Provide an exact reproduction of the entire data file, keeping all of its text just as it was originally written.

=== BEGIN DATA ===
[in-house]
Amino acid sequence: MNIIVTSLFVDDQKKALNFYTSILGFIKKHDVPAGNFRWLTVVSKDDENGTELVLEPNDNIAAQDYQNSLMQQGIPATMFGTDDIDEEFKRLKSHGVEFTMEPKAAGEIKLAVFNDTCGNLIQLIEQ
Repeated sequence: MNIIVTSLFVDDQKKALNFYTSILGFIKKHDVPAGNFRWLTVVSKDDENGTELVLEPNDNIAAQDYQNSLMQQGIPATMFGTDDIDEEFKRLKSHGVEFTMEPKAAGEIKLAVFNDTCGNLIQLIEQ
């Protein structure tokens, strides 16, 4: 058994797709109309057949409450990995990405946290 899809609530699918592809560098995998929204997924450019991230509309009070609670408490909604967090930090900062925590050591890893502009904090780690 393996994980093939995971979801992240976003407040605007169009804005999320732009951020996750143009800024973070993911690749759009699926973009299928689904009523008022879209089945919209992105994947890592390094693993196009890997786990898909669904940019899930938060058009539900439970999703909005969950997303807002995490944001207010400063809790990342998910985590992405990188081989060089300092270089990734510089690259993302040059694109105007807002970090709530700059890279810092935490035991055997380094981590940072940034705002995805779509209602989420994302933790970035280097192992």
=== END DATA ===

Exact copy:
[in-house]
Amino acid sequence: MNIIVTSLFVDDQKKALNFYTSILGFIKKHDVPAGNFRWLTVVSKDDENGTELVLEPNDNIAAQDYQNSLMQQGIPATMFGTDDIDEEFKRLKSHGVEFTMEPKAAGEIKLAVFNDTCGNLIQLIEQ
Repeated sequence: MNIIVTSLFVDDQKKALNFYTSILGFIKKHDVPAGNFRWLTVVSKDDENGTELVLEPNDNIAAQDYQNSLMQQGIPATMFGTDDIDEEFKRLKSHGVEFTMEPKAAGEIKLAVFNDTCGNLIQLIEQ
């Protein structure tokens, strides 16, 4: 058994797709109309057949409450990995990405946290 899809609530699918592809560098995998929204997924450019991230509309009070609670408490909604967090930090900062925590050591890893502009904090780690 393996994980093939995971979801992240976003407040605007169009804005999320732009951020996750143009800024973070993911690749759009699926973009299928689904009523008022879209089945919209992105994947890592390094693993196009890997786990898909669904940019899930938060058009539900439970999703909005969950997303807002995490944001207010400063809790990342998910985590992405990188081989060089300092270089990734510089690259993302040059694109105007807002970090709530700059890279810092935490035991055997380094981590940072940034705002995805779509209602989420994302933790970035280097192992």